At least from this lesson, we can say that the most obvious sign of not having a divine mind is getting into argument on who ranks higher and who knows better. How often do you get into argument with your family or friends? Let me tell you a secret, at that moment if you remember what Jesus did on the cross, you will stop arguing. I will explain.
    Jesus used that opportunity to teach them the lesson in a simpler way. Knowing that they didn’t understand the teaching of his dead and resurrection, Jesus used a memorable statement and a vivid object lesson to teach them the lesson.
    The Bible says,
    Mark 9:35–37 NRSV
    He sat down, called the twelve, and said to them, “Whoever wants to be first must be last of all and servant of all.” Then he took a little child and put it among them; and taking it in his arms, he said to them, “Whoever welcomes one such child in my name welcomes me, and whoever welcomes me welcomes not me but the one who sent me.”
    What does it mean here? The first must be last, the servant of all, and welcoming a child in his name? What it means is that you must be considerate to those who are less fortunate, less gifted, and less mature. Maybe Peter, James, and John were favored by Jesus for their gifts, talents, and maturity. But, Jesus want them to understand that they should not look down on those who are less given but lower themselves to meet them there.
    If you are a college student, will it be smart for you to argue with a kindergartner about who is greater? If you sit down with a kindergartner, you would speak with him or her at the language he or she understands. In fact, it’s fun to talk with a little kid at their level. They are such cuties, aren’t they? But, we are not so kind with adults with less gifts, are we?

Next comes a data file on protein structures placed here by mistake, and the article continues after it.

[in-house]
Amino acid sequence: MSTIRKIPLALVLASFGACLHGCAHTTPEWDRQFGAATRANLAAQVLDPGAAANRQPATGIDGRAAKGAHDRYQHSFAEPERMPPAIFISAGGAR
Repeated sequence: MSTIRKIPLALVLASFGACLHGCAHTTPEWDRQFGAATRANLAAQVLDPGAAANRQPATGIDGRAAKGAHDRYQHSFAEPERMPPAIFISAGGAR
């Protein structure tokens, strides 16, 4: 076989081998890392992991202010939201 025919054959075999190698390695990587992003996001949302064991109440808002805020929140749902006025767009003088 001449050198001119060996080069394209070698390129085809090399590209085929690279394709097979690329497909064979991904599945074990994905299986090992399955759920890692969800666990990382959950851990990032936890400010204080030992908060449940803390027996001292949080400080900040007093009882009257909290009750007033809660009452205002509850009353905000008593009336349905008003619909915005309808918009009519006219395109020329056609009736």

The ancient Chinese philosopher Zhuangzi wrote about a man who came to the sage complaining about his brother saying, “I want to kill brother because he keeps offending me.” The sage asked him, “Are you the young man who was chased by wolves the other night, and you climbed up a tree and stay up there the entire night until the wolves went away the next morning?”
    He said, “Yes, sir, I’m the one.” The sage then said, “I wonder why I haven’t heard you complaining about the wolves that almost kill you.” The story ends there.
    The point of the story is that sometimes we tolerate and accommodate the animals more than we do to our own brothers and sisters. Why do we tolerate the animals more than human beings? It’s because we consider them less endowed than us in wisdom and understanding.
    Be kind to those who are less endowed—physically, mentally, or spiritually. Welcome them at their level. In fact, Jesus wants us to lower ourselves to an even lower level than theirs, and be the servant of all. If you can do that, in Jesus’ eyes, you have shown yourself a greater person then them.